Doctors and nurses key to preventing vaccine refusal outbreaks

(Medical Xpress) -- Well-informed doctors and nurses are the key to preventing parents refusing childhood immunisations because of vaccine scare campaigns, a University of Sydney expert writes in the latest edition of the international journal Nature.

Dr. Julie Leask, senior research fellow and senior lecturer at the University of Sydney, has written the Comment piece in Nature's 26 May special vaccines issue, which explores the unwarranted safety fears that threaten the promise of new vaccines.

" are key in tipping a scare towards widespread rejection," says Dr. Leask, who notes that health professionals can be swayed by community concerns about new vaccines, even when those concerns are not scientifically founded.

"Parents repeatedly rate [health professionals] as their most trusted source of advice. So if doctors and nurses lose confidence it can have a profound effect," says Dr. Leask, who has spent 14 years researching the field of immunisation take-up and currently leads the social sciences unit at the National Centre for Immunization Research and Surveillance at the Children's Hospital at Westmead.

"More time should be spent on immunisation in medical and nursing curricula; continuing education should be provided; and timely updates issued when scares arise," she says.

And rather than focusing on the parents resolute in their opposition to vaccination, communication strategies should focus on the hesitant parents, she argues. "We can and must work harder to head off such scares by better engaging fence-sitting parents and wavering health professionals.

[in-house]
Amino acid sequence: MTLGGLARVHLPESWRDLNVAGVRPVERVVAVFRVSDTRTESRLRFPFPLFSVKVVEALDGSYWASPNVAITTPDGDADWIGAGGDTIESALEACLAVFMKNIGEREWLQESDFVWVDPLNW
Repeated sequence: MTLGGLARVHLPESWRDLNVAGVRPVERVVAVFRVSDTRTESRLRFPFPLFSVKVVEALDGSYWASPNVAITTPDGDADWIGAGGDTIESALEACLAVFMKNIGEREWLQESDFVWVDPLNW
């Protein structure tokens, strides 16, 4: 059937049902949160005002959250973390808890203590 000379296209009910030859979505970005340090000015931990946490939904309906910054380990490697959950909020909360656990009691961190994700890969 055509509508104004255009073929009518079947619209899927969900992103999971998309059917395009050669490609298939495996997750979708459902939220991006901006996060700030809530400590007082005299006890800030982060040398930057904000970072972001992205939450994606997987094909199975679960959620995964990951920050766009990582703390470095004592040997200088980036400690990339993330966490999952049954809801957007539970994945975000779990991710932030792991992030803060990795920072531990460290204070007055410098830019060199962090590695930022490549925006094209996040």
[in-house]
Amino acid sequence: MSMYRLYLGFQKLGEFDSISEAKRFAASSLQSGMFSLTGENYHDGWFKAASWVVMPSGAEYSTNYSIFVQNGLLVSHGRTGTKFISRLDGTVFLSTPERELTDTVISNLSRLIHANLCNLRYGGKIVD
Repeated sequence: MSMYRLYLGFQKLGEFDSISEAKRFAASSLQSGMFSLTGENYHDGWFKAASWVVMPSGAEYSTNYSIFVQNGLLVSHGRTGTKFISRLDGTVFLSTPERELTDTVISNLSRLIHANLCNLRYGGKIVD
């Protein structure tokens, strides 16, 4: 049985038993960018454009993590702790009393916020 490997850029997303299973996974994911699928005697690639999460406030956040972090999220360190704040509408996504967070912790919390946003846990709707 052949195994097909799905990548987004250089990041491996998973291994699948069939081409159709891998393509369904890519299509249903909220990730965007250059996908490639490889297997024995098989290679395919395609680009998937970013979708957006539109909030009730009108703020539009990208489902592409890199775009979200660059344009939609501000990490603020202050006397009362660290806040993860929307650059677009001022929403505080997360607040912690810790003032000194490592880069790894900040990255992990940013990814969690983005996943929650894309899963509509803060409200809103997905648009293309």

"More pragmatically, systems should be put in place to prompt doctors or when a vaccine is due or overdue, to evaluate their performance as vaccination providers, and to enable suitably qualified health professionals to give a without a doctor's involvement each time."

Dr. Leask adds that while communication strategies are a key to promoting vaccination, structural barriers, such as transport to a vaccination centre or finances, should also be addressed.

"Countries with high child-immunisation rates have well-oiled systems: free and accessible vaccines, national record keeping and reminders. Financial incentives for parents and providers and sanctions such as exclusion of unvaccinated children from childcare during outbreaks or compulsory immunization also have an effect."

More information: www.nature.com/nature/journal/… 48/full/473443a.html

Provided by University of Sydney

5 /5 (1 vote)

Related Stories

Do vaccines cause autism, asthma and diabetes?

Jun 11, 2008

Almost 70% of parents who refuse to vaccinate their children do so because they believe vaccines may cause harm. Indeed vaccines have been blamed for causing asthma, autism, diabetes, and many other conditions--most of which ...

Young children respond well to recommended swine flu vaccine

May 28, 2010

The first head to head study of the two H1N1 vaccines used in the UK during the recent pandemic finds that the adjuvanted split virus vaccine induced higher immune response rates in young children, but was associated with ...

Recommended for you

El Nino stunts children's growth in Peru

1 hour ago

Extreme weather events, such as El Niño, can have long-lasting effects on health, according to research published in the open access journal Climate Change Responses. The study, in coastal Peru, shows that children born d ...

How can we help manage eating disorders?

8 hours ago

These guidelines are for the clinical management of eating disorders They are intended to provide current evidence based guidance on the assessment and treatment of people with eating disorders by psychiatrists and other ...

User comments

Please sign in to add a comment. Registration is free, and takes less than a minute. Read more

Click here to reset your password.
Sign in to get notified via email when new comments are made.